EXCLUSIVE DOCUMENTS: Facebook Founder Tells Court 'Enemies' Don't Deserve More Millions


May 28 2018, Updated 10:17 a.m. ET

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A Californian court would plunge Facebook and its billionaire wunderkind Mark Zuckerberg into "scorched-earth litigation" if it reversed a $65 million settlement with the social network's worst enemies, according to documents filed in the high-stakes legal battle.

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Tyler and Cameron Winklevoss, who claim Zuckerberg stole their idea for Facebook, want the United States District Court for the Northern District of California to turnover their settlement deal worth millions in cash and stock, an agreement which ended the twins' long-running lawsuit.

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But now the Winklevoss' claim Facebook and its young tycoon duped them about the value of the site and are alleging securities fraud, has learned.

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In their response, Facebook and 26-year-old Zuckerberg -- who is described in the documents as a "wunderkind entrepreneur" -- argue the twins "suffered a bout of settlers' remorse" after striking the settlement.

The social network site is now pleading with a judge to uphold the deal.

"The CU Founders argue that the Settlement Agreement is not binding even though the document they signed declared it was "binding"," their court filing says; CU referring to the Winklevoss' former social networking site ConnectU.

"They acknowledge that Facebook never made any representation as to the value of its shares. Rather, they admit that they calculated the value themselves, based upon a truthful press release from several months earlier.

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"Their fraud claim is based on omission: they fault Facebook for not volunteering a more recent -- and, they claim, lower -- valuation of different Facebook stock. They already had numerous valuations.

"If they and their lawyers really thought the more recent valuations were so important, they had any number of ways to secure the information: (1) through discovery; (2) by demand during the mediation; or (3) by insisting on a warranty as to value in the Settlement Agreement.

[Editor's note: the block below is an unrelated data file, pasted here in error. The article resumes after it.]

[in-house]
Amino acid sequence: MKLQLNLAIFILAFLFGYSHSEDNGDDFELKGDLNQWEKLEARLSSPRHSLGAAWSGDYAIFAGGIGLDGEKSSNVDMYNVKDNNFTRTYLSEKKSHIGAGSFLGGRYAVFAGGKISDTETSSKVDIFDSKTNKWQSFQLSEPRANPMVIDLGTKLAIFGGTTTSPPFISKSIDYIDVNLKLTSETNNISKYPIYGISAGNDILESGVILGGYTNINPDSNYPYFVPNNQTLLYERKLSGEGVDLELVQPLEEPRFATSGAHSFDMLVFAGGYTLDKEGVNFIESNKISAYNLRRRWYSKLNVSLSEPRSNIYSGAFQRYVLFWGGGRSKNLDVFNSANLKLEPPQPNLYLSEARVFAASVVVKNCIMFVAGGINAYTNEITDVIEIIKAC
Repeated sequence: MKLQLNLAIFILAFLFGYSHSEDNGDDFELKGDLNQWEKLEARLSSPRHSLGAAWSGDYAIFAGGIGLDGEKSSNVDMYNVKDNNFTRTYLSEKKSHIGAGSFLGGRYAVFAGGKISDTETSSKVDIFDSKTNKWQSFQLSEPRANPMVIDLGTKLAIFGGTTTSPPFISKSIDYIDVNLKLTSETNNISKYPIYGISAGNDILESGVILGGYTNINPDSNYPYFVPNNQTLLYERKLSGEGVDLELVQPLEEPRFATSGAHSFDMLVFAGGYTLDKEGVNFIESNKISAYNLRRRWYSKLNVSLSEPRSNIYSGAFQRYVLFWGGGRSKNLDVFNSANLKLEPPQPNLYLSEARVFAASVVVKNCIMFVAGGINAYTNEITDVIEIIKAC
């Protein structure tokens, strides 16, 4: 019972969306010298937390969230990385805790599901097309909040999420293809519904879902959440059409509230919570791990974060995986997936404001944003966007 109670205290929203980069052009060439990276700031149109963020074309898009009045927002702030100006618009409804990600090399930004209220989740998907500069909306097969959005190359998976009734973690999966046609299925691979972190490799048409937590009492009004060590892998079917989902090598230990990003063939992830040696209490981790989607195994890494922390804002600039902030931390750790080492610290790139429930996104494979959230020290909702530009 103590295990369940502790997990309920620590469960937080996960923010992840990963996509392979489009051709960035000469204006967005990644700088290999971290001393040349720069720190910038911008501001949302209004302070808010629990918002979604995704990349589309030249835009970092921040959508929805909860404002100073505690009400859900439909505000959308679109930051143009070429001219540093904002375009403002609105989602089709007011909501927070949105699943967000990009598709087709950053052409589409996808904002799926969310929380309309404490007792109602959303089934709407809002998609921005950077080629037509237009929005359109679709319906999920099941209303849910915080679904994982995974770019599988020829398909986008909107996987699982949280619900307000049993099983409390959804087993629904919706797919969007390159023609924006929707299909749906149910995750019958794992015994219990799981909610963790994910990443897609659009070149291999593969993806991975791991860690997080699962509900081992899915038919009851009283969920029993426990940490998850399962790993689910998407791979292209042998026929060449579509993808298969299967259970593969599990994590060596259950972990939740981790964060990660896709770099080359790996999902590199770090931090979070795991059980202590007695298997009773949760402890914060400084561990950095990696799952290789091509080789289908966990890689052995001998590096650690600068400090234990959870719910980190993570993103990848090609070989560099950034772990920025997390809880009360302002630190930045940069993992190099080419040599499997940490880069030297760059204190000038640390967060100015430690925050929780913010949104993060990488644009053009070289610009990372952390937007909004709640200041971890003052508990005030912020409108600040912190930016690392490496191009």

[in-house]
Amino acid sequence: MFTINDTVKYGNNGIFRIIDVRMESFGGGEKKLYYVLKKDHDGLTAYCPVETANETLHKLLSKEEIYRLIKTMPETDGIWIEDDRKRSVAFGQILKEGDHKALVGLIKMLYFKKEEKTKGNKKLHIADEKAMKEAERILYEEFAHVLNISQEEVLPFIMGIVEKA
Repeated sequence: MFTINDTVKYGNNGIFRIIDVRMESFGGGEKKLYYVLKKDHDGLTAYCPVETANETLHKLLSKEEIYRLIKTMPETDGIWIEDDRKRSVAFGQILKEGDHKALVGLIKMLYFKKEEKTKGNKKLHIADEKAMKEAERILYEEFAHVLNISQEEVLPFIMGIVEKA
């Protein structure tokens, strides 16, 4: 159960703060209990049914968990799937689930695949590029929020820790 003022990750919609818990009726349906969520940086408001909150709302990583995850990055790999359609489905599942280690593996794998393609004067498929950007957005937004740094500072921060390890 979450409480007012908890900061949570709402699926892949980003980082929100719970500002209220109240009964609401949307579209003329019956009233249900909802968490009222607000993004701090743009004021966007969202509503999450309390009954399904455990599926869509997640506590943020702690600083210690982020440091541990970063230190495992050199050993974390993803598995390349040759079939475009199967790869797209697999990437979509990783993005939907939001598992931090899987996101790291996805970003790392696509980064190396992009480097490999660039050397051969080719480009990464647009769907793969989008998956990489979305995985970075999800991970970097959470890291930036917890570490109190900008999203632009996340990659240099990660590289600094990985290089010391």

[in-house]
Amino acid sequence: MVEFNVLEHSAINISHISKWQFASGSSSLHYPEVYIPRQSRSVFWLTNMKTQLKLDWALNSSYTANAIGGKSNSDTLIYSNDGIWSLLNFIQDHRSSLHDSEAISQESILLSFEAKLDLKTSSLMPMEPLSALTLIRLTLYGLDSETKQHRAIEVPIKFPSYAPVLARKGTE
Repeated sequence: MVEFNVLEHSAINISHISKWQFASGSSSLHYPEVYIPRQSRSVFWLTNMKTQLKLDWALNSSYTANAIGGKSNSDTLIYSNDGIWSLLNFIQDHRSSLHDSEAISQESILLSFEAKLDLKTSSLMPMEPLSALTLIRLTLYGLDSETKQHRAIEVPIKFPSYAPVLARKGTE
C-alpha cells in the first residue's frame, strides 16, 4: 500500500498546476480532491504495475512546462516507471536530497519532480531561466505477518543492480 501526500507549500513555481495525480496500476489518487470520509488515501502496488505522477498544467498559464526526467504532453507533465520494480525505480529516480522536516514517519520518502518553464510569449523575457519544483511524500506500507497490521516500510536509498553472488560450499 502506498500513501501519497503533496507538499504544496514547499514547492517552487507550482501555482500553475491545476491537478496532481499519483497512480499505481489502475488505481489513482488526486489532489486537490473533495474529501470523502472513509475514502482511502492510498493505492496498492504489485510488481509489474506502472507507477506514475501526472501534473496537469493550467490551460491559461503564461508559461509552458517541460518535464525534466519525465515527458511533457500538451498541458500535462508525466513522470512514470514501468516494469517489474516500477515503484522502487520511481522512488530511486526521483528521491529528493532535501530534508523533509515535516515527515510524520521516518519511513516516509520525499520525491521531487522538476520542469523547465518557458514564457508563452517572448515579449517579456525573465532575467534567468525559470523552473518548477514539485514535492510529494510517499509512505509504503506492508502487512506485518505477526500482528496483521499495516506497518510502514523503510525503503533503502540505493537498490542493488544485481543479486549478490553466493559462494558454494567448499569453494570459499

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"They failed to take any of these steps, but fault Facebook for not volunteering the information.

"They insist that their sworn enemy had some special duty to open its books and volunteer any information that bears on the value of this closely held company."

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The tumultuous relationship between Zuckerberg and the Winklevoss twins was the focus of the blockbuster movie The Social Network.

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The saga started in November 2003, when the twins and another Harvard peer, asked Zuckerberg to help them write the code for their own social networking site, Harvard Connection.

But after Zuckerberg verbally agreed to finish the network, the brothers claim that he hedged and delayed on his work, and then came out with a competitor, ''.

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After sending an immediate cease and desist to Zuckerberg, which he ignored, they sued in 2004.

In Facebook's filing, Zuckerberg is touted as the man who "through innovation, determination and marketing genius" steered Facebook "to become an enterprise that now serves over 400 million users worldwide and is probably the hottest start-up in the world".

The feuding parties finally reached a settlement reportedly valued at $65 million in 2008, but now believe they're entitled to more.

However, Facebook and Zuckerberg claim: "The settlement agreement is enforceable because it clearly communicated the parties' intention to be bound and the terms were definite."


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